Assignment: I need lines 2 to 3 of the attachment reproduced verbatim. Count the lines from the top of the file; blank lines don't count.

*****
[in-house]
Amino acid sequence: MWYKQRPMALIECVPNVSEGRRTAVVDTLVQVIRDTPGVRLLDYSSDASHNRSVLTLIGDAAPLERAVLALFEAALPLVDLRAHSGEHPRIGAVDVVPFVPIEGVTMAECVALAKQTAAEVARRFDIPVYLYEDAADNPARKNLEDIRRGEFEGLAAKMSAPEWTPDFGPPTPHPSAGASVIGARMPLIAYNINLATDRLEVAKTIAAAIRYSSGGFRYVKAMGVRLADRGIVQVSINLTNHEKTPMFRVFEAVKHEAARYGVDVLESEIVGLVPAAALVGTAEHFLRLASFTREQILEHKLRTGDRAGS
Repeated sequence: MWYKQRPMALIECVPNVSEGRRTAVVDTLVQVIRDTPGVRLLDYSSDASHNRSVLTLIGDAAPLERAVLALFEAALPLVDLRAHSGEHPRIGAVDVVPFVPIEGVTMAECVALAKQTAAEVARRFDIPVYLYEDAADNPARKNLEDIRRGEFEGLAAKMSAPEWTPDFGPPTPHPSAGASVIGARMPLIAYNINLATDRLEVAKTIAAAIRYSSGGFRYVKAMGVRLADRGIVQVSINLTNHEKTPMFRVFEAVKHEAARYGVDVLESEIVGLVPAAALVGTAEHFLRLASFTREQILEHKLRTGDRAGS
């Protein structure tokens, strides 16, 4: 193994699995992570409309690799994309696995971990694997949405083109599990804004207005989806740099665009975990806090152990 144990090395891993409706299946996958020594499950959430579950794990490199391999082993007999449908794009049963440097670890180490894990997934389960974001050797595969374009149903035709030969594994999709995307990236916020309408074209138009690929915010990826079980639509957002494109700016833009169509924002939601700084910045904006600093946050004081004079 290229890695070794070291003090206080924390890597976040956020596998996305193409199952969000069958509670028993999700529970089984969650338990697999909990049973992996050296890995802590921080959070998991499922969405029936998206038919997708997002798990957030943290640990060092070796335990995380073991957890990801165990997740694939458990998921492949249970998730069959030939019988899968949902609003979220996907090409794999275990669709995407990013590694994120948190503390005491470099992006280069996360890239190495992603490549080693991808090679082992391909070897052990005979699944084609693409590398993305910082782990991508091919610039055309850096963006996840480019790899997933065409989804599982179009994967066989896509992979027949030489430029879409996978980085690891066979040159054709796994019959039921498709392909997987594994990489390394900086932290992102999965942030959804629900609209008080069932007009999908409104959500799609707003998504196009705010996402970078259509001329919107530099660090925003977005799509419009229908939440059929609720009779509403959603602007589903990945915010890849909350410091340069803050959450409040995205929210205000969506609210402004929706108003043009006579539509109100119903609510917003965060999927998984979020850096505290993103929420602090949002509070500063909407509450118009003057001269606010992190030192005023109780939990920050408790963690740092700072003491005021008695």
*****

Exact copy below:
Amino acid sequence: MWYKQRPMALIECVPNVSEGRRTAVVDTLVQVIRDTPGVRLLDYSSDASHNRSVLTLIGDAAPLERAVLALFEAALPLVDLRAHSGEHPRIGAVDVVPFVPIEGVTMAECVALAKQTAAEVARRFDIPVYLYEDAADNPARKNLEDIRRGEFEGLAAKMSAPEWTPDFGPPTPHPSAGASVIGARMPLIAYNINLATDRLEVAKTIAAAIRYSSGGFRYVKAMGVRLADRGIVQVSINLTNHEKTPMFRVFEAVKHEAARYGVDVLESEIVGLVPAAALVGTAEHFLRLASFTREQILEHKLRTGDRAGS
Repeated sequence: MWYKQRPMALIECVPNVSEGRRTAVVDTLVQVIRDTPGVRLLDYSSDASHNRSVLTLIGDAAPLERAVLALFEAALPLVDLRAHSGEHPRIGAVDVVPFVPIEGVTMAECVALAKQTAAEVARRFDIPVYLYEDAADNPARKNLEDIRRGEFEGLAAKMSAPEWTPDFGPPTPHPSAGASVIGARMPLIAYNINLATDRLEVAKTIAAAIRYSSGGFRYVKAMGVRLADRGIVQVSINLTNHEKTPMFRVFEAVKHEAARYGVDVLESEIVGLVPAAALVGTAEHFLRLASFTREQILEHKLRTGDRAGS